Turning to financial services

After assessing the above three key areas, the next step is to consider what options the business may have with its bank or other lenders. Banks are going to look at businesses post-coronavirus the same as they looked at them pre-coronavirus, focusing on collateral position, performance and covenants. The traditional bank environment may no longer work for some businesses, especially if the company or industry has fundamentally changed.

In that case, it is worth exploring the risks of staying with the current bank versus refinancing with a non-bank lender. A non-bank lender might be more expensive, but often offers more flexible structures with lower requirements for pristine historical financial results. A move to a non-bank lender may reduce a business’s risk! With either bank or non-banks lenders, businesses are wise to continue shoring up access to capital as rates remain low and the market continues to experience good liquidity.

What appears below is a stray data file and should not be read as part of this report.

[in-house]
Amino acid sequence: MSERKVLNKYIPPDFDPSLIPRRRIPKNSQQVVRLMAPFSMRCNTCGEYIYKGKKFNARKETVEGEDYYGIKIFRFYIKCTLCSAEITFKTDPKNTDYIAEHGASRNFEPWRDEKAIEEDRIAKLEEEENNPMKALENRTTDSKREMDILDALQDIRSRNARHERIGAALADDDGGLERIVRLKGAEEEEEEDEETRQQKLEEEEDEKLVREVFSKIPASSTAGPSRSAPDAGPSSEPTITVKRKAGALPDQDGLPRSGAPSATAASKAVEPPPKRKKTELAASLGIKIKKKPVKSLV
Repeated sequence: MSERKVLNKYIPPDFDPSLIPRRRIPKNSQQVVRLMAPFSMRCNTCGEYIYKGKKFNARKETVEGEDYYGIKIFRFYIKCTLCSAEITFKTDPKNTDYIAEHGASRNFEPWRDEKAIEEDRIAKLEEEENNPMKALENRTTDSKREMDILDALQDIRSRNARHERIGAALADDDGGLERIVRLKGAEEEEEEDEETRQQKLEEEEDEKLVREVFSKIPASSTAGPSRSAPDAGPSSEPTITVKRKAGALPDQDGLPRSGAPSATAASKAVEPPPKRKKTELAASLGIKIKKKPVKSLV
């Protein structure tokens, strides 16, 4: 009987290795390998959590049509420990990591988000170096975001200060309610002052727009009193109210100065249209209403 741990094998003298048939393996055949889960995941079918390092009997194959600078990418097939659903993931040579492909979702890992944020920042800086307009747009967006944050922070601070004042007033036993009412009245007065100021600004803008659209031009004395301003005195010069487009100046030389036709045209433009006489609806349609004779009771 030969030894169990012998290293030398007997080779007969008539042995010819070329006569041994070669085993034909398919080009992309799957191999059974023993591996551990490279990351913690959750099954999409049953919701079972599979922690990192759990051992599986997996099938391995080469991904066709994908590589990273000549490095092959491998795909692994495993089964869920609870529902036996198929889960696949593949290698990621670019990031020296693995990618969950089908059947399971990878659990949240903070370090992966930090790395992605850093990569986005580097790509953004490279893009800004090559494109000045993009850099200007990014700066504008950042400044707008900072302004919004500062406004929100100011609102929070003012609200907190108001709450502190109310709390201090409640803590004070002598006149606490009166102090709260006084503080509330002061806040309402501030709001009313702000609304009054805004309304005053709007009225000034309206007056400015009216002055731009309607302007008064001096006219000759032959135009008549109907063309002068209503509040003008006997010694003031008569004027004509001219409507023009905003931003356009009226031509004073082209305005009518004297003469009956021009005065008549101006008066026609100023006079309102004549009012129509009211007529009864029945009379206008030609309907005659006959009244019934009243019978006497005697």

Business owners and executives could also consider securing capital from an equity partner for a minority or majority stake in the business. A good equity partner can provide capital, industry expertise and enable management to execute a plan. 

Across the board, attorneys or consultants can help with managing lender relationships and negotiating or renegotiating agreements. Of course, any recapitalization steps should only be part of a strategic plan to improve the business, with a clear-eyed view of that plan’s probability of success.